About the Cover
Vol. 86 No. 8 (2010)
A map of free-air gravity anomalies in the northwestern Pacific compiled and painted in 1982 by the late Prof. Yoshibumi Tomoda, M.J.A. The gravity anomalies in the northwestern Pacific are critical to the understanding of how oceanic plates sink into the deep interior of the Earth, a key process of plate tectonics called “subduction”. Such a vertical motion of materials is associated with large anomalies in mass distribution that can be detected by gravity measurements. Prof. Tomoda developed a unique sea surface gravity-meter and operated it throughout this region (and beyond) to obtain high-resolution gravity anomaly maps such as shown here. Through these high-resolution measurements, Prof. Tomoda and his colleagues discovered that subtle features such as seamounts or faults (transform faults) have large influence on the way in which oceanic plate subducts. These results have important implications for our understanding of fundamental scientific questions such as how plate tectonics occurs but also for practical questions such as how and where submarine earthquakes may occur.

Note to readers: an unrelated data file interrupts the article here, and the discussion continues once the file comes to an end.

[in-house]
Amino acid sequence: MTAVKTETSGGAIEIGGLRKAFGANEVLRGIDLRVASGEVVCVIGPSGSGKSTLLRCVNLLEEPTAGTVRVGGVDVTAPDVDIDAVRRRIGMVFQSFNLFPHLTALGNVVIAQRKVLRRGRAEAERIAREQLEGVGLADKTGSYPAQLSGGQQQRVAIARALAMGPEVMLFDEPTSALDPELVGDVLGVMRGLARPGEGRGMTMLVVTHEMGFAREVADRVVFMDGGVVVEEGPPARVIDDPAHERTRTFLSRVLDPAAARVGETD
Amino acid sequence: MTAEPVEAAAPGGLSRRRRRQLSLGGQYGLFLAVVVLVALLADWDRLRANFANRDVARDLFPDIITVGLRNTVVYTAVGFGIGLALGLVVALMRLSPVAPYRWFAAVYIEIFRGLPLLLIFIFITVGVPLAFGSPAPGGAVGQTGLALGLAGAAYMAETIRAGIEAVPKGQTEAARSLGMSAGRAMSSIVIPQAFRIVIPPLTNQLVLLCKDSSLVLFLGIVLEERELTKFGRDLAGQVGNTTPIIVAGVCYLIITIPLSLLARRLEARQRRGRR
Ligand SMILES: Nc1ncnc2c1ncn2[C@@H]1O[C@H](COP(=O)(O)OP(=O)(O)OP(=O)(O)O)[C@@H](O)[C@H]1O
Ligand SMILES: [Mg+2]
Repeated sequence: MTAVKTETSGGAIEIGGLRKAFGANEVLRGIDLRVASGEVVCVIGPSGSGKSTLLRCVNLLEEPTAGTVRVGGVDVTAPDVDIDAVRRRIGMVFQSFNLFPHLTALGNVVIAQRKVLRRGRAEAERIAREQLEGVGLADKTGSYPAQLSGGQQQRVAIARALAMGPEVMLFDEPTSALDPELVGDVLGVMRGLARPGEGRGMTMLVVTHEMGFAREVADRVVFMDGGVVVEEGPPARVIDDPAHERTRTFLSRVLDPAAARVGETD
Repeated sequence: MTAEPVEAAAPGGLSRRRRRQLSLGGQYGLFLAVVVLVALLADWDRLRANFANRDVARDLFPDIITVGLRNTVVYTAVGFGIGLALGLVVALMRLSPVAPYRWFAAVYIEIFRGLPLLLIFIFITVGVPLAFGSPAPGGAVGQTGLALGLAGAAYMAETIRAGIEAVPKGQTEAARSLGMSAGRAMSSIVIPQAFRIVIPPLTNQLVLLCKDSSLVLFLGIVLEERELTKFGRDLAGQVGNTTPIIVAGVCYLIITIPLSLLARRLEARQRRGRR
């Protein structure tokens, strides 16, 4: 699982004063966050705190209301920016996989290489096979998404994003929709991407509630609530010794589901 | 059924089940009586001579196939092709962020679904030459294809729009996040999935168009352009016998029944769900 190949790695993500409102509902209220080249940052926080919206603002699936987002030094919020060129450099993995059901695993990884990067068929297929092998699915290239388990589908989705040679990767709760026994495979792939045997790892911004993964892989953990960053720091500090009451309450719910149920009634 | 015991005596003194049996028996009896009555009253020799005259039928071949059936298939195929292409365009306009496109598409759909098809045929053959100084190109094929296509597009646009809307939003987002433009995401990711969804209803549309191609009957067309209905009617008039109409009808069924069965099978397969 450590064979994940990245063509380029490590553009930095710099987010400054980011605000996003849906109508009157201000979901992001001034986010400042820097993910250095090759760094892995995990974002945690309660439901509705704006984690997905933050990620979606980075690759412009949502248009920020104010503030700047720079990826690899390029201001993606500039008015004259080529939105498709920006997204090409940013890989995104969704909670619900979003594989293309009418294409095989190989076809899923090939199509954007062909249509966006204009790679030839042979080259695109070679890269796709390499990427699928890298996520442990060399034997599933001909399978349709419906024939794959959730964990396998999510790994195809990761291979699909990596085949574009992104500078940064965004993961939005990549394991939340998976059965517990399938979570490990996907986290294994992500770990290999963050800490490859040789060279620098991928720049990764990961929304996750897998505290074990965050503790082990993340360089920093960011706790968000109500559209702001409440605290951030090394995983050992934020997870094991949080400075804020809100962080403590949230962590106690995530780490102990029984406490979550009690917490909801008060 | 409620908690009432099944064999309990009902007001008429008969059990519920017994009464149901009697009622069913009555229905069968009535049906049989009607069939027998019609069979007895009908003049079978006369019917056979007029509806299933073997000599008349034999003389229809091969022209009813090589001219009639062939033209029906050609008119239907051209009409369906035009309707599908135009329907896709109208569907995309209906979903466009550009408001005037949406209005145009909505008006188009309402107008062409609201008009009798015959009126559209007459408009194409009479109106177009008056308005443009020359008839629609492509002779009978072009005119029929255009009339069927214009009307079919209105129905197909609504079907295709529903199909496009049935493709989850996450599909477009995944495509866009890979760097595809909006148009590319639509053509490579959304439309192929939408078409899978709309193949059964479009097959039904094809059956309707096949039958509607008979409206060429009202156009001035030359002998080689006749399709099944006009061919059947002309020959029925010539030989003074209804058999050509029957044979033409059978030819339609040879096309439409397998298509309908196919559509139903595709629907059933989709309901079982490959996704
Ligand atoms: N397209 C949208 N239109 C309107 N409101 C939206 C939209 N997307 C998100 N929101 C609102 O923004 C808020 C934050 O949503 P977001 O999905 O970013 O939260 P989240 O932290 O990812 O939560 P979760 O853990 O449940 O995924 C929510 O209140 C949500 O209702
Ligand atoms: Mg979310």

An arrow shows the location of Tomoda seamount named after Prof. Tomoda. It is located to the east of Minami Torishima (Marcus Island). They are part of the Marcus-Wake seamount chain formed during the Cretaceous. Prof. Tomoda investigated the interaction of seamounts and ocean trenches through high-resolution marine gravity measurements.
Research Center for Production of Earthquakes and Volcanic Eruptions, Tohoku University
Department of Geology and Geophysics, Yale University